Now that the ball was officially rolling, the next step was finding the right people. When we spoke with General Skmetti at the beginning of this month, he excitedly announced that he’d found his director: “We got this wonderful native Tennessean, and she's from Franklin. She lived in DC for a few years, and she was ready to come home.”
The extraordinarily talented attorney he spoke of is Whitney Hermandorfer. The Princeton grad and Franklin native has quite the résumé.
In her official capacity within the Tennessee Attorney General’s office, Hermandorfer’s title is Director of Strategic Litigation Unit and Assistant Solicitor General. Her clerking experience alone is impressive. The George Washington University Law School graduate clerked for Brett Kavanaugh while he was on the D.C. Circuit, Justice Samuel Alito, and Justice Amy Coney Barrett starting at the time of her appointment to the Supreme Court.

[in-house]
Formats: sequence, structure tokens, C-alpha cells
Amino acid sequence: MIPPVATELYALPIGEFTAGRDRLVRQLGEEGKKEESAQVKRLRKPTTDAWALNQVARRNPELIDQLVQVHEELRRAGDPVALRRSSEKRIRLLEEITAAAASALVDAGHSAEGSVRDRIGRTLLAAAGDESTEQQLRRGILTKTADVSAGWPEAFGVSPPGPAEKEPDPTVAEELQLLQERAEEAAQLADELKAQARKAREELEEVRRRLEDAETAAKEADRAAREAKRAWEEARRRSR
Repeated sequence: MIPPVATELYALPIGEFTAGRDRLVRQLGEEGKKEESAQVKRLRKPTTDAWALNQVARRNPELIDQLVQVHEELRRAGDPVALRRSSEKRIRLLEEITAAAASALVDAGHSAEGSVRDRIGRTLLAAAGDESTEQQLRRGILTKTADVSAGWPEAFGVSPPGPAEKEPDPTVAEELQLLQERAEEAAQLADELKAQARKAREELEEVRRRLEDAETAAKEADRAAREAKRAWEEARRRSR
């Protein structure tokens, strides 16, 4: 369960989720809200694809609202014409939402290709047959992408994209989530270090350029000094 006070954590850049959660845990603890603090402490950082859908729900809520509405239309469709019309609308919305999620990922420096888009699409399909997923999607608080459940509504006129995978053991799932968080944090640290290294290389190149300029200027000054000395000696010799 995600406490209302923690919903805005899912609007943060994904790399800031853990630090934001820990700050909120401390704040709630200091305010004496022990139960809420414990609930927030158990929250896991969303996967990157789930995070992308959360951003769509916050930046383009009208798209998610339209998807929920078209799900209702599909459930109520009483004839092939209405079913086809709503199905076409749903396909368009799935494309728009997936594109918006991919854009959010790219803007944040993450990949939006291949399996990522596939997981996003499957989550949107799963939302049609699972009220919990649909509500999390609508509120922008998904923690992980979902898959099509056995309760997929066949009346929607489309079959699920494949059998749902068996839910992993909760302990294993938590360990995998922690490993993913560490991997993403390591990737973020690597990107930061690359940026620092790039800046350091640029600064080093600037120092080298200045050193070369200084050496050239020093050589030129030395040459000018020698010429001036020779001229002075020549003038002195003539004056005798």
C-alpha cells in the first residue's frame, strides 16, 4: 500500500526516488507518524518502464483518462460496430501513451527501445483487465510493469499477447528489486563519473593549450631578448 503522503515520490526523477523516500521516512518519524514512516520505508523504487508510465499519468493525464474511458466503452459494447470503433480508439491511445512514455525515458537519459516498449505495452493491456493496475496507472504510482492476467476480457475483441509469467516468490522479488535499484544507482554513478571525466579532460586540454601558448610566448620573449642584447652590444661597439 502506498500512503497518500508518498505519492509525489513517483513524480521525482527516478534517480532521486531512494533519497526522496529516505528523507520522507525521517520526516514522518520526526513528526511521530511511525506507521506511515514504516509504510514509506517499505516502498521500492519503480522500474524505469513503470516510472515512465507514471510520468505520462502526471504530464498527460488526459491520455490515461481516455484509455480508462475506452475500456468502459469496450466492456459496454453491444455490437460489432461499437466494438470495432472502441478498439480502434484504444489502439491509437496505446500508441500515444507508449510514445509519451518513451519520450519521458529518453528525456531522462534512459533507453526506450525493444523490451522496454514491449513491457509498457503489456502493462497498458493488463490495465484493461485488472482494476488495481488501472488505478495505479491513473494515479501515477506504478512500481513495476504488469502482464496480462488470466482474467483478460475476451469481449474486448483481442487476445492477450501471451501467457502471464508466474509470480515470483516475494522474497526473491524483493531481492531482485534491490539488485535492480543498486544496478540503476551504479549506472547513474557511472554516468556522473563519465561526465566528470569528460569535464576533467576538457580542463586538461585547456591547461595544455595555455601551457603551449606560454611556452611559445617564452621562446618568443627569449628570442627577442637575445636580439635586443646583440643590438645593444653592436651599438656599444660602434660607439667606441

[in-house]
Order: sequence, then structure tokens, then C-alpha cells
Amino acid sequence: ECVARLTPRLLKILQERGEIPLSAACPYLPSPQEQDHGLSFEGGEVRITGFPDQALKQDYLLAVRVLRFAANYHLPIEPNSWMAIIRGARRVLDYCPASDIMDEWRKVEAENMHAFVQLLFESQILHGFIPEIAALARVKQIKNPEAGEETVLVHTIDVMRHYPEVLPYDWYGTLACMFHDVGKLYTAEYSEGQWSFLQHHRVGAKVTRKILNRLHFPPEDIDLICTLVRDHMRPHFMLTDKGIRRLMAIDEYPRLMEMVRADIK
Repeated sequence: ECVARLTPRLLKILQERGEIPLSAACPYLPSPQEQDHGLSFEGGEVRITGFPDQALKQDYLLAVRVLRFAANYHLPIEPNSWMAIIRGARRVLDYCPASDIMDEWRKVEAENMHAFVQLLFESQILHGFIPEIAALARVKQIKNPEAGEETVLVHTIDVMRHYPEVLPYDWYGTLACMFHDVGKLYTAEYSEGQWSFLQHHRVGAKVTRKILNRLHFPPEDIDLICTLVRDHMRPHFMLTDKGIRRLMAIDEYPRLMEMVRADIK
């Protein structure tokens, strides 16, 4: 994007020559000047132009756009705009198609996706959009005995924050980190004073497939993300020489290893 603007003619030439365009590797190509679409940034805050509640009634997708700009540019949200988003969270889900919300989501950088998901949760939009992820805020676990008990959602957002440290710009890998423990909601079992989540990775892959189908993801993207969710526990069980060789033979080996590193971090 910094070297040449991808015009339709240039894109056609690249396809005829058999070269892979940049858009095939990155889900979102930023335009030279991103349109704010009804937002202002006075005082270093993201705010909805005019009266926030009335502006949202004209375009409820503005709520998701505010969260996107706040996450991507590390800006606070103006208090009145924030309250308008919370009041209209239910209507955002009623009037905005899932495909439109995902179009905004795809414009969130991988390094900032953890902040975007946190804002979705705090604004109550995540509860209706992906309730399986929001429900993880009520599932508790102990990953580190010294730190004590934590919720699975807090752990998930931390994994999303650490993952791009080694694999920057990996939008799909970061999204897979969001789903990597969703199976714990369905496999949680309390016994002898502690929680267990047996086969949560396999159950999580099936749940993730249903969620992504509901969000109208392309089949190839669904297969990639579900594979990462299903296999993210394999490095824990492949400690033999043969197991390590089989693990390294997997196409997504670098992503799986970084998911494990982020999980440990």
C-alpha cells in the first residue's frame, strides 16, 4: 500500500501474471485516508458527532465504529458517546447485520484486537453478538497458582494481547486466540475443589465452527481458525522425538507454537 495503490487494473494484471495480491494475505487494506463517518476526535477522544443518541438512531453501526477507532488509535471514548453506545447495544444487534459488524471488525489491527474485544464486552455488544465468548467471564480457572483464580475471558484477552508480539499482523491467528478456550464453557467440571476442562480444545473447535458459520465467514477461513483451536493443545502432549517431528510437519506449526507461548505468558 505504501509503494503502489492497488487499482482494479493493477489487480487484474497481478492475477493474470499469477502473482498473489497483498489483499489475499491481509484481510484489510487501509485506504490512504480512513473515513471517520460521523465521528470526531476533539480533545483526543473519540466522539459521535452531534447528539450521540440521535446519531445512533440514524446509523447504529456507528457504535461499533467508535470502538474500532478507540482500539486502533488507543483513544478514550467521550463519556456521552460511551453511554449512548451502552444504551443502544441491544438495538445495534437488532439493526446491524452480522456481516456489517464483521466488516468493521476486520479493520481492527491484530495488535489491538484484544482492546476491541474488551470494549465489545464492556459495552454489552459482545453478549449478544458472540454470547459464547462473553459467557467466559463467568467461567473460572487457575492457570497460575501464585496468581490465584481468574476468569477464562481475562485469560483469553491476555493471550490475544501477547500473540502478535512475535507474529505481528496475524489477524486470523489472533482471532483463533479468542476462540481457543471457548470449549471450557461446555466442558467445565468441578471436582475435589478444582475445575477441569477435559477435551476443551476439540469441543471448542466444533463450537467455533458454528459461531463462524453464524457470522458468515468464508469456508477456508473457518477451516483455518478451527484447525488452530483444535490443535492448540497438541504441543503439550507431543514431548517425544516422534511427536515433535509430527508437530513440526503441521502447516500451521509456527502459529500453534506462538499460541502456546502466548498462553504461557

Along with her legal expertise, we are sure to see Director Hermandorfer bring a few other skills to the table. At Princeton, she was captain of the women’s basketball team and left with a Bachelor's in Sociology. While pursuing her law degree at GWU, she was editor-in-chief of The George Washington Law Review.
Lobbying groups spent around $35 million to influence Tennessee lawmakers during the first half of 2023 (Lookout) From Jan. 1, 2023 to June 30, 2023, groups spent a combined $35 million on lobbying activity, according to filings released by Tennessee Registry of Election Finance earlier this week. It’s nearly $4 million more than groups spent during the same period in 2022, and a 66% rise since 2013.